In fact, He had previously and explicitly told His disciples to – at this time – focus on Israel and not the Gentiles (cf. Matt. 10:5). Non-Jews were not to be forever ignored, but rather Israel was the primary, initial target of Jesus for He was their promised Messiah who would unfortunately be rejected.

Next, His initial silence is likely due to her “Son of David” remark, which was a Jewish Messianic title. When she, a Gentile, came to Him on Jewish ground/terms, He was silent, but that silence would not last for long.

When the woman addressed Jesus as “Lord” (a respectful ‘sir’), He then likens her to a ‘dog’. However, the term Jesus uses for the woman is not the slur used by the Pharisees when referring to non-Jews. Whereas the Jewish religious leaders called Gentiles “kyōns” that were despised eastern street animals known for eating garbage and human waste, Jesus uses the term “kynarion”, which refers to a family pet or lap dog that is lovingly cared for by its owners.

Jesus is not insulting the woman, but delaying His answer. Why the delay? We should always remember that every accepted prayer is not immediately an answered prayer. In much the same way that Jacob wrestled with God and would not let go until he was blessed and made Israel (cf. Gen. 32:28), this woman’s tenacity is being tested and will also ultimately be rewarded.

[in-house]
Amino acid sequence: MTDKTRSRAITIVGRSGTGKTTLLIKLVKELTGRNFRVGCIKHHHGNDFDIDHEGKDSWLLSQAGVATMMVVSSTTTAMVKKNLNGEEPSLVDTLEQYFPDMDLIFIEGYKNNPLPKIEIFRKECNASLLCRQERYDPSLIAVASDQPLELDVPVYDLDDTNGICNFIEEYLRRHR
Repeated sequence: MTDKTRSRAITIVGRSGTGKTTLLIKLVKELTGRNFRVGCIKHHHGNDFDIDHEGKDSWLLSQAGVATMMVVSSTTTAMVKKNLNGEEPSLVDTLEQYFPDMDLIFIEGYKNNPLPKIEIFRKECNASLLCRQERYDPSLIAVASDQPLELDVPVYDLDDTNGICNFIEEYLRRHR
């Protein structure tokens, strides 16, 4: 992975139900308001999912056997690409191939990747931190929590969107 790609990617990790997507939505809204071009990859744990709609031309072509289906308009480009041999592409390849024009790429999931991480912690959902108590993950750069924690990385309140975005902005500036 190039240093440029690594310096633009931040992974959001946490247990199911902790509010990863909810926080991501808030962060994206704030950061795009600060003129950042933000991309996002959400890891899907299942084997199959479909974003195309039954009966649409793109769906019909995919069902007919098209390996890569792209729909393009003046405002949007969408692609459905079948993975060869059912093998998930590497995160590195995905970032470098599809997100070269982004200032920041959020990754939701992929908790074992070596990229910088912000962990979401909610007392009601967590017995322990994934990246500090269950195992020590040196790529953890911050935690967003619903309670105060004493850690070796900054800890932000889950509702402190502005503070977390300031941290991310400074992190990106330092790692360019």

The story concludes this way: “But she said, “Yes, Lord; but even the dogs feed on the crumbs which fall from their masters’ table.” Then Jesus said to her, “O woman, your faith is great; it shall be done for you as you wish.” And her daughter was healed at once” (Matt. 15:27–28).

The woman’s answer produces her desired end result. Moreover, Jesus lauds the woman by telling her that her faith is great. Interestingly, only two people are praised in this way by Jesus – the centurion whose servant was healed (cf. Matt. 8:5-13) and this woman – both of whom are Gentiles.

This particular story in the gospels showcases the distinction between the Pharisees and religious Jews, and someone not belonging to the covenant people. The religious leaders rebuff Jesus’ authority, are offended by His and His disciple’s conduct, and know the letter of the Law but fail to understand its application. This woman, however, is a descendant of the Jew’s ancient enemies, but approaches the King of kings with great faith asks only for grace; and receives her request.

Jesus taught about and believed in Hell